Last week, hearings began at the International Court of Justice in The Hague which could prove to be of immense importance to Israel. Although the case in question relates to the legality of Kosovo's declaration of independence from Serbia last year, it touches upon a deeper and far more contentious issue in international relations: the right to and limits of self-determination.
And while issues of international law usually evoke little more than yawns from most of us, this is one debate that we should all try to stay awake for and perhaps even follow closely, if only because of its potential ramifications for the conflict in the Middle East.
The question before the court is whether the province of Kosovo had the legal right to break away from Serbia. The region's population is more than 90 percent ethnic Albanian, many of whom have been agitating for independence since the breakup of the Yugoslav federation in the 1990s.
Ten years ago, Kosovo was the scene of intensifying violence, leading NATO to launch a bombing campaign between March and June 1999 with the goal of driving Serbian military forces from the area. Subsequently, the UN began to administer the province, and in February 2008 Kosovar leaders formally declared their independence.
Some 63 countries, including most Western states, have recognized Kosovo as a sovereign state, but many, such as Serbia and Russia, do not, and Belgrade has asked the World Court to issue an advisory ruling regarding the legitimacy of the Kosovar move.
WHAT DOES any of this have to do with Israel, you might be asking? Well, the answer is: quite a lot.
To begin with, the right of self-determination is one that the Palestinians regularly invoke to justify their demand for statehood. There is hardly a speech that is made in the halls of the UN on the subject that does not summon this "right" in an effort to substantiate the Palestinian claim.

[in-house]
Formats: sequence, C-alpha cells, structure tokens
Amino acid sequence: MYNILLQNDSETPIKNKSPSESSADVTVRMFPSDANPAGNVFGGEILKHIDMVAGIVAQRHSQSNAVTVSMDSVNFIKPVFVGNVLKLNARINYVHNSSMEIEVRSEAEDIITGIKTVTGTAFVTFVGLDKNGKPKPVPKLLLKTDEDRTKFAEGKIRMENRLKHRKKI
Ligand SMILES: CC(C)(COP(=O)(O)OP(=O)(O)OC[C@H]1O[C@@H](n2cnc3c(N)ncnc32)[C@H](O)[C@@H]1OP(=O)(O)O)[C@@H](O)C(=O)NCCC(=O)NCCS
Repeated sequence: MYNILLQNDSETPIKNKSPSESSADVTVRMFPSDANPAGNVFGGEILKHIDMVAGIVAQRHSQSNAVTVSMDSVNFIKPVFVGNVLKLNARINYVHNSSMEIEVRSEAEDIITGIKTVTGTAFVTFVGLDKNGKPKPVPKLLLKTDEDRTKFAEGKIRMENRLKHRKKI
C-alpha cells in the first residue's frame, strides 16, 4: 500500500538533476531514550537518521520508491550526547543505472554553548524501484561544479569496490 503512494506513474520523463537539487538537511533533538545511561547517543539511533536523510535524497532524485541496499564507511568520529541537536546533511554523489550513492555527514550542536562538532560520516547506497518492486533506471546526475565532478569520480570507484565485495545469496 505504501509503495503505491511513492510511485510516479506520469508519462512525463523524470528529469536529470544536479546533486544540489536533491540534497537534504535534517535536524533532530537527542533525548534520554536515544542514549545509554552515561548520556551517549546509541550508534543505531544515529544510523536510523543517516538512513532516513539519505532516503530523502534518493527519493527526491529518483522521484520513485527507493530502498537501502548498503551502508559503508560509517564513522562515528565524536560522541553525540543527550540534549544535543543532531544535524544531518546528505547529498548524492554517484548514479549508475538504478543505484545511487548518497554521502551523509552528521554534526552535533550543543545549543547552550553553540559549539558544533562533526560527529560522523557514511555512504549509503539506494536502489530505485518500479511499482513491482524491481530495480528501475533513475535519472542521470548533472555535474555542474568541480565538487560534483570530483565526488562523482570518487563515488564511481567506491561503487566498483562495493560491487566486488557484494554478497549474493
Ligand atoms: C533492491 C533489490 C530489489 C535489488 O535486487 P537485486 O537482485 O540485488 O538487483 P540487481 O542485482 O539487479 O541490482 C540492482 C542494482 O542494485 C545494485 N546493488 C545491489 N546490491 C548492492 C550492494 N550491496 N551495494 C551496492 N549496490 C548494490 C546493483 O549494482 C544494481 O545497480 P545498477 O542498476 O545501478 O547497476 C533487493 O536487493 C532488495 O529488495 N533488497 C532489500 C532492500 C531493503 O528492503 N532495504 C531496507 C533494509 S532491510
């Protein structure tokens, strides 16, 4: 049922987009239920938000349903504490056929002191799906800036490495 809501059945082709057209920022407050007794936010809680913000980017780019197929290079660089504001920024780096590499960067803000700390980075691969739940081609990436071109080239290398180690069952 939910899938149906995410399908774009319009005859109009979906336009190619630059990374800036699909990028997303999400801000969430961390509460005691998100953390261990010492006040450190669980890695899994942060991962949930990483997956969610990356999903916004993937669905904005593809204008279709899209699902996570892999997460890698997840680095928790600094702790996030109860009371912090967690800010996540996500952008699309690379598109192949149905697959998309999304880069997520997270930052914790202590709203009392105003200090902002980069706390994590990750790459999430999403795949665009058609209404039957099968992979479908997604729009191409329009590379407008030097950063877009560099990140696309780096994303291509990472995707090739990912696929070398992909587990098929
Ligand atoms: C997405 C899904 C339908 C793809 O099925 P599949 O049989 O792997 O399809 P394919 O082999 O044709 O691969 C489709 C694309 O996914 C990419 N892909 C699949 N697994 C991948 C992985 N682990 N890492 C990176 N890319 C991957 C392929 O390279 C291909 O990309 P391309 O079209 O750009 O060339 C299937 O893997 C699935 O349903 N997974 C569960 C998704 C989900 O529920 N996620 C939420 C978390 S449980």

Where this right begins, and ends, in international relations is of course hardly ever discussed. Indeed, just what exactly are its limits? For example, as a matter of principle, could residents of Brooklyn claim to be a unique nation with their own history, geography and even accent, and seek to break away from the US and form their own state?
It might sound silly, or even absurd, but where exactly does one draw the line? Perhaps Gazan Arabs can assert their uniqueness and distinction from their brethren in Judea and Samaria, and insist on separating from them as well, in the process giving new meaning to the term "two states for two peoples".
That is what makes the court ruling on Kosovo potentially so significant, because of the impact it may have on the commonly held, yet vaguely defined notion of just who has the right under international law to seek sovereignty and independence. As a result, it could indirectly strengthen, or possibly even weaken, the Palestinian argument on this issue.
But even more compelling than all the legalities is the usual spectacle of duplicity that is on display, as various countries weigh in on the matter with what can only be described as a selective approach to self-determination.
Take Russia, for example. Moscow has vigorously defended Serbia's right to Kosovo and rejected the province's arguments in favor of independence. And yet, it was just last year that Russia supported moves by the regions of Abkhazia and South Ossetia to break away from the Caucasus nation of Georgia.
VARIOUS EUROPEAN countries are no less incoherent. France was one of the first countries to recognize Kosovo, and it has even opened an embassy in the province's capital of Pristina. But in Paris' own backyard, it has proven far less amenable to the idea of self-determination when it comes to either the Corsicans or Basques, many of whom would like to be free of French rule.
Apparently, not all "rights to self-determination" were created equal.
This, too, is another reason why Israel should be following events at the World Court closely. After all, we regularly take a battering from various countries who preach to us about the need to grant statehood to the Palestinians.
They stand on principle in lecturing us about Ramallah's right to self-rule, even as they adopt wildly inconsistent positions on a range of other international disputes.
However briefly, the hearings at The Hague will cast a spotlight on the hypocrisy of their stance. It behooves us to take notice, and to remind our critics of it with unflinching frequency.